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Diabetes Information

About Diabetes
What causes Diabetes
Do you have Diabetes?
Are you at risk for Diabetes?
Screening for Diabetes
Complications of Diabetes
Treating Diabetes

Are you at risk for diabetes?

      There are still many unanswered questions about the development of diabetes and why some people are more at risk than others. Researchers agree that some lifestyle and other factors do increase the likelihood that an individual will develop diabetes.

Risk factors


Fully 80% of people who develop Type 2 Diabetes are overweight. Experts consider excess weight to be one of the most prevalent risk factors associated with the disease. The reason for this is because fatty tissue causes a resistance of the body's cells to insulin. Not only is excess weight itself a risk factor associated with the development of diabetes, but how that excess weight is distributed across the body also plays a role. Those individuals whose weight gain rests largely in the abdominal area are at increased risk. One of the first pieces of advice given to all those suffering from high blood glucose levels is to lose weight.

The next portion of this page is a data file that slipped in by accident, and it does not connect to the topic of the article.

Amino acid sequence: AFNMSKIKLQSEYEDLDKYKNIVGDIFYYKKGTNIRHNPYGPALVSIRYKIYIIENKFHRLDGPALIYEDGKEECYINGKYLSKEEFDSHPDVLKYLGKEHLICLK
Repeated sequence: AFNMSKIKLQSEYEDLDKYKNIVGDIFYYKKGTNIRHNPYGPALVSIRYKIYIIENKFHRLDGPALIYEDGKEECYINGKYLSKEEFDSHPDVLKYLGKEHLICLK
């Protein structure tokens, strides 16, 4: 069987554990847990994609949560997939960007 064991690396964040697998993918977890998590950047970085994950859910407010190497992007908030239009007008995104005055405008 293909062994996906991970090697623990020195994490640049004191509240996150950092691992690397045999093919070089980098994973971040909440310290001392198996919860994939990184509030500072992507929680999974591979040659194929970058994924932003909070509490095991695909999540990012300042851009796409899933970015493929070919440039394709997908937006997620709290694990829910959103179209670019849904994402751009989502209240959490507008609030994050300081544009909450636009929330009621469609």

Those individuals with a parent or sibling with diabetes are more likely to develop the disease.

Inactive lifestyles

Those who exercise regularly are less likely to develop diabetes. Not only does active living contribute to weight loss, but it also uses the glucose present in the bloodstream. Exercise also builds muscle, which is where the most absorption of glucose occurs. Less muscle means that more glucose stays in the bloodstream.


The frequency of the development of Type 2 Diabetes increases with age, particularly after the age of 45. This is believed to be the result of decreasing physical activity associated with aging. For this reason, researchers are not surprised to see the incidence of diabetes rising sharply in people in their 30's, many more of whom live far less active lifestyles than in the past.


Researchers are unclear as to why some races appear to be more at risk for developing diabetes. The rate of diabetes is double that of the general population for blacks and Hispanics, and triple for American Indians. Type 1 Diabetes is more common in Caucasians and some European countries.

Read more from the National Institute of Diabetes. For Americans living with diabetes, the American Diabetes Association offers useful information, resources and support.

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